REVIEW – Fire Emblem: Three Houses

I have adopted so many children and I love them

Ah, Fire Emblem. It’s been a hit series in Japan for a long time and only achieved widespread popularity in the West in more recent years. I remember being younger and vaguely knowing there was a Fire Emblem title on the Gamecube and knowing those sword guys in Smash Bros. were from those games, but otherwise knowing very little about it and not caring to learn more. Fastforward to 2019 and Three Houses releases for the Switch and I think, why not! Let’s dip my toesies into these strange, turn based tactics waters.

Shin Megami Sensei

The good thing about Three Houses is that it takes place in its own timeline in its own universe so for new players like myself, it’s easy to jump on in and not be lost story-wise. Which is good, because there’s a lot going on story-wise.

The game takes place on the continent of Fódlan, which is divided into three regions ruled by separate institutions but are all at peace, despite past rivalry. At the center of this continent is the Church of Seiros, based in the large school/Church/town/general hub called Garegg Mach the major religious faction of the continent and where you’ll find yourself spending a lot of your time. The player character (either male or female) is a mercenary who, after a coincidental run-in with some bandits and students of the school part of the Church, the player character is invited back and offered the position of Professor at the school.

Once given a chance to interact with the three houses of the school, each based on one of the three regions, they’re allowed to choose which house they’d like to head up. The Black Eagles, based on the Empire, the Blue Lions, based on the Kingdom, and the Golden Deer, based on the Alliance. Each house has their pros and cons, and mostly it comes down to the characters the player finds themselves most enamored with, as each house has a handful of characters that are all delightfully unique and fun to interact with in their own ways.

From there on, the player is tasked with teaching their students based on a calendar system which players of the Persona series might find familiar. Each month, the player is given a mission which will take place at the end of the month, and during the rest of that time the player will find themselves split between teaching, which takes place during the week and allows players to level up their students skills, and Sunday’s, in which the player is given the option to explore the grounds, complete missions, engage in battles or just take the day off and rest.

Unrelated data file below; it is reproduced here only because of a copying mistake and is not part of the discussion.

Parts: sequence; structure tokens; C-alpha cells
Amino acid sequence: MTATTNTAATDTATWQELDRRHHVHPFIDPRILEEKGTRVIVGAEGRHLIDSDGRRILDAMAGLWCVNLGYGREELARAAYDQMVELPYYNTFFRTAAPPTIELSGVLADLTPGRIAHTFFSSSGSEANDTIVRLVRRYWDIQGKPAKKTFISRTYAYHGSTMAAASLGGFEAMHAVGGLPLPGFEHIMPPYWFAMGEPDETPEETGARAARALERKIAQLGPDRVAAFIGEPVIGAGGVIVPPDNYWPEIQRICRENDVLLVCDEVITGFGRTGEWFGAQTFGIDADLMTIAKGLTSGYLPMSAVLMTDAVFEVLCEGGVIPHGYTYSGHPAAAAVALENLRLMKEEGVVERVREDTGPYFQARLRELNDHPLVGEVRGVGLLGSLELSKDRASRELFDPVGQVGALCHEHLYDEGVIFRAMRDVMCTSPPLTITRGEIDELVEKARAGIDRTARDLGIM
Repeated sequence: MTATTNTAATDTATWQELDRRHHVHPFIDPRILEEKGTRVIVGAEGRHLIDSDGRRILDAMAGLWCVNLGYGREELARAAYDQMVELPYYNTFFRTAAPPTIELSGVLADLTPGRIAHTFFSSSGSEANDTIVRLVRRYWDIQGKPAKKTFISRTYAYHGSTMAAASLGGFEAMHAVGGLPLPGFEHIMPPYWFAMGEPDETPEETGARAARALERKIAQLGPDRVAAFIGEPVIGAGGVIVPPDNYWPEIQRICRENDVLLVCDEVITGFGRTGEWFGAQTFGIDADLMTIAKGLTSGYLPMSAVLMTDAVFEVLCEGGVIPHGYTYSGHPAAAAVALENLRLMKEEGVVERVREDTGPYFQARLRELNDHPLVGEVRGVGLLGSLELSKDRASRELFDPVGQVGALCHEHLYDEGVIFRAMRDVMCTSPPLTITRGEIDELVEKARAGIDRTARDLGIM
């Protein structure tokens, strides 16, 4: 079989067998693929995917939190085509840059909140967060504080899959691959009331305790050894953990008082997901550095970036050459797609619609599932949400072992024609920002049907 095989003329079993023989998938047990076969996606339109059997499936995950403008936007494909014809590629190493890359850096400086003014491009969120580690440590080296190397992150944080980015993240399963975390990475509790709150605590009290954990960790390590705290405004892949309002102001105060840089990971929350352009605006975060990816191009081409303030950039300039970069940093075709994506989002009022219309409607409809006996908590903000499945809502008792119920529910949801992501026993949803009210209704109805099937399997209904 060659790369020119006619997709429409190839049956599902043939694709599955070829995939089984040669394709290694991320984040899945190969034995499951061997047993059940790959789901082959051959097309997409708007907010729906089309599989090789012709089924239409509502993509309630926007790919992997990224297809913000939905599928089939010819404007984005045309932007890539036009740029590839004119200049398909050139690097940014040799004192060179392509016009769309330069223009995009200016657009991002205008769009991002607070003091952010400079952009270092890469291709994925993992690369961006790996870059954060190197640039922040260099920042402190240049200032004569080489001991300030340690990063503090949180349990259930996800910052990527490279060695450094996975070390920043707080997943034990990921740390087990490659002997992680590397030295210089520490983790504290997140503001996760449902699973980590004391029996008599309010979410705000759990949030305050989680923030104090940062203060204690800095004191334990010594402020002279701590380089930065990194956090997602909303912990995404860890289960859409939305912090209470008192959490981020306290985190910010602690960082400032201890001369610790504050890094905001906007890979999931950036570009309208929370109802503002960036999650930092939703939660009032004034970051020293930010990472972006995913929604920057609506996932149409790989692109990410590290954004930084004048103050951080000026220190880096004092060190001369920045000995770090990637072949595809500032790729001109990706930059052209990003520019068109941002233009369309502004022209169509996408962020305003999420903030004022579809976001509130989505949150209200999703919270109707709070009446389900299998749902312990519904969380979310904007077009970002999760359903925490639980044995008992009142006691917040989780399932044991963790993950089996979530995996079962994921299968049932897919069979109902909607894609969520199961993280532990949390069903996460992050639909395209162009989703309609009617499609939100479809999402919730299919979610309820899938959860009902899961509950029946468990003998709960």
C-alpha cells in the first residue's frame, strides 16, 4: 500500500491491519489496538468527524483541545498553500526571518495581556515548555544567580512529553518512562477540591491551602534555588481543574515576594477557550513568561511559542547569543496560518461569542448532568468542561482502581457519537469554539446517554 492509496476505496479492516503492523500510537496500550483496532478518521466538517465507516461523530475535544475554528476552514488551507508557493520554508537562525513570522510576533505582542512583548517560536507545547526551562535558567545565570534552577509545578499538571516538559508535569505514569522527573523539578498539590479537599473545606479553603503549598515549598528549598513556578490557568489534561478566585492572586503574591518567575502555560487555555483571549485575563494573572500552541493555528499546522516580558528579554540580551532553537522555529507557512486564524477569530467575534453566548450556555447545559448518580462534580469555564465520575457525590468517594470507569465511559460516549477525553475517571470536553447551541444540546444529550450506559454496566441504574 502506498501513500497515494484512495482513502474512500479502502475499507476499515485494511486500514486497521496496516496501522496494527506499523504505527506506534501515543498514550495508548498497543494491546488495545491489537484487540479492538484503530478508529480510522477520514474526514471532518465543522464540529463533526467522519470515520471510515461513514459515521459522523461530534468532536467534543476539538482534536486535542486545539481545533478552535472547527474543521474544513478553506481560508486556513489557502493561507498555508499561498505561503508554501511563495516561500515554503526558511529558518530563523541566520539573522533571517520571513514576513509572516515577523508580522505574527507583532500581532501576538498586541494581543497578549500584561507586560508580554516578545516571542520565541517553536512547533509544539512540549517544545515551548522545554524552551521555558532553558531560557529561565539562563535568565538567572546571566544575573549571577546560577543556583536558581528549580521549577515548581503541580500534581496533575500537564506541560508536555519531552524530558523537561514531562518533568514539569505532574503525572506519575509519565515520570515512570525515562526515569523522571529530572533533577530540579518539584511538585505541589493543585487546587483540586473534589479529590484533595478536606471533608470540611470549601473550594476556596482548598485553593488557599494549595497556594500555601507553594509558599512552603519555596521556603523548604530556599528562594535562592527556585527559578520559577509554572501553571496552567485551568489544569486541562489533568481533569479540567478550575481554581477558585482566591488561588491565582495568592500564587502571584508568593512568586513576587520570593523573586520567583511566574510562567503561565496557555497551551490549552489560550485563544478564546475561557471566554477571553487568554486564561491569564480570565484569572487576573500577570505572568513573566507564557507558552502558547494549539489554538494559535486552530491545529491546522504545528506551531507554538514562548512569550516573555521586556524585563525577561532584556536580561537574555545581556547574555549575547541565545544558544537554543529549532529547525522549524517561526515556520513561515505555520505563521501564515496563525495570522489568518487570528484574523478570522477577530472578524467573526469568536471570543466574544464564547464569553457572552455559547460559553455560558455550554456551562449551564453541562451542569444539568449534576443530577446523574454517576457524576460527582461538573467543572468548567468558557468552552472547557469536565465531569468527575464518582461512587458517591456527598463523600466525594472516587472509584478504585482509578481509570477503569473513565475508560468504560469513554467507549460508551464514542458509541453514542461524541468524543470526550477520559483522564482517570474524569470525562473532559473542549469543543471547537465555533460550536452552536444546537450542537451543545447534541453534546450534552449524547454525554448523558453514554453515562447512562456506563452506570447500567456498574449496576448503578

Tactical Turn-Based Action

Being new to the Fire Emblem series, at the beginning I really had no idea what I was doing. The game does its best to gradually introduce concepts, which more options being unlocked as the player progresses, but the sheer amount of controllable characters, class options, stats, numbers, weapons, etc. can be a little overwhelming to new players.

The good news is, the game also lets players be as hands on or off as they like, letting the AI do the heavy lifting and learning what options are best based on what the game suggests. The game can take over and complete turns in the battle, suggest how to level and advance characters and instruct those characters. Or, the player can take over and manually instruct and advance characters in the way they deem fit.

Each character starts off in one class, for example, they may be a swordsman. From there, they can continue advancing in sword-based paths, or the player may decide they want an unarmed brawler, or perhaps a bow wielding sniper. The game is all about choice and encourages the player to explore various options to build the strongest team possible.

On that note, did you choose one house and find yourself loving characters from other houses? Or the other professors? Well don’t fret! Should the player develop specific stats or their relationship with said characters, the option to recruit just about anyone becomes available, allowing the player to craft a team based on their favourites, or just the best tactical options.

The battles themselves take place in large arenas with movements based on class, for example, classes on horseback will travel further than classes on foot, unless the terrain hinders them. The arenas are divided into grids which dictate movement and attack. Sort of like a big game of chess but your pieces are cute anime characters.


I’m your dad now

There are basically two things Three Houses boils down to: being a dad/friend/teacher to all these characters, and then putting them into life or death situations. Sometimes quite literally, should the player choose the ‘classic’ mode in which when a unit falls, they fall for good. Which is why the ‘casual’ option is great, because if any of these kids died I would be distraught.

And that’s what Three Houses does particularly well. It draws you in and makes you care about the characters and their stories, makes you want to progress your relationships with them and see them progress with each other (which, in turn, has positive impacts on combat).

The game does its best to integrate every aspect of gameplay so it has an impact, so nothing you do is ever wasted, which makes exploring every option all the more interesting.

But most importantly, I have so many kids now, and I love them all.

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